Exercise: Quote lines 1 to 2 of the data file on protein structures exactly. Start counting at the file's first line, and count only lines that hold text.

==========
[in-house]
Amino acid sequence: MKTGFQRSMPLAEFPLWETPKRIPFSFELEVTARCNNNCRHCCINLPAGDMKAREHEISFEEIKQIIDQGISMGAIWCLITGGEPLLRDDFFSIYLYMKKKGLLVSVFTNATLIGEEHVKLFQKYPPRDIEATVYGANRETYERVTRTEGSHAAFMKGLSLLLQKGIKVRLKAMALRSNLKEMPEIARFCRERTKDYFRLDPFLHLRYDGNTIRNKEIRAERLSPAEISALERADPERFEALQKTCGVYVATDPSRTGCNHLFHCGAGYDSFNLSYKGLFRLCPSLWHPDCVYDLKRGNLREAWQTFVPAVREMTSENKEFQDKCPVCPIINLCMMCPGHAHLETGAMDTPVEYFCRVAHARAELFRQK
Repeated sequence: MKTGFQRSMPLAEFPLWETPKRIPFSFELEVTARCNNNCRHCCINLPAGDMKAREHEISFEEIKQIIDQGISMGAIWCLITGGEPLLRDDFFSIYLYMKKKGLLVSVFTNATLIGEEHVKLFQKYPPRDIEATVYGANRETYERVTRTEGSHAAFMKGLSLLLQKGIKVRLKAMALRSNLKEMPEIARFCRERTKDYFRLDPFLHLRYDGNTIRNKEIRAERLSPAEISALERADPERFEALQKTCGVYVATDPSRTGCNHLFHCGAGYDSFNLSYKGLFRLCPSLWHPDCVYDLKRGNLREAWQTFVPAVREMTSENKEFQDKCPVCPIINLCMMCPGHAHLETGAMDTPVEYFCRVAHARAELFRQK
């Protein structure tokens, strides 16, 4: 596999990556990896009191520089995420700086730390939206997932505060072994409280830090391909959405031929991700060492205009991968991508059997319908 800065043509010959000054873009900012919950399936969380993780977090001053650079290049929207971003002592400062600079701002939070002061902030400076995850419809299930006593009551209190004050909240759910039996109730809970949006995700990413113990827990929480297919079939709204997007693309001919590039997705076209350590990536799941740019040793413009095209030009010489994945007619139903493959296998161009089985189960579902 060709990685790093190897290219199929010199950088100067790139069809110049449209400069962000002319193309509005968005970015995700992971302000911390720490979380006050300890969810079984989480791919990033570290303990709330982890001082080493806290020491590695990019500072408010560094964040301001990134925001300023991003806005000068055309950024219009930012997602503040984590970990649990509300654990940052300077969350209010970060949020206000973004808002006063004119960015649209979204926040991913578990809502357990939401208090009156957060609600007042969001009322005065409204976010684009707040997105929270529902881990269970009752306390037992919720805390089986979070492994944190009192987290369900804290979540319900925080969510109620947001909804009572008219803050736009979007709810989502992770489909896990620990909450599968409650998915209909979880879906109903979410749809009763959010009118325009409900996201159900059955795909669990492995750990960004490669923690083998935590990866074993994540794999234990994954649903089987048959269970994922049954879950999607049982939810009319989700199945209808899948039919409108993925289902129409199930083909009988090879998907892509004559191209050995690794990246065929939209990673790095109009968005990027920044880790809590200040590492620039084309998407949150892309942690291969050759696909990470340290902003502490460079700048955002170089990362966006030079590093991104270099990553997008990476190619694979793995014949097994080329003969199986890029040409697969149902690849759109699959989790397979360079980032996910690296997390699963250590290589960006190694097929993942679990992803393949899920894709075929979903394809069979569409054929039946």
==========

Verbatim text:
[in-house]
Amino acid sequence: MKTGFQRSMPLAEFPLWETPKRIPFSFELEVTARCNNNCRHCCINLPAGDMKAREHEISFEEIKQIIDQGISMGAIWCLITGGEPLLRDDFFSIYLYMKKKGLLVSVFTNATLIGEEHVKLFQKYPPRDIEATVYGANRETYERVTRTEGSHAAFMKGLSLLLQKGIKVRLKAMALRSNLKEMPEIARFCRERTKDYFRLDPFLHLRYDGNTIRNKEIRAERLSPAEISALERADPERFEALQKTCGVYVATDPSRTGCNHLFHCGAGYDSFNLSYKGLFRLCPSLWHPDCVYDLKRGNLREAWQTFVPAVREMTSENKEFQDKCPVCPIINLCMMCPGHAHLETGAMDTPVEYFCRVAHARAELFRQK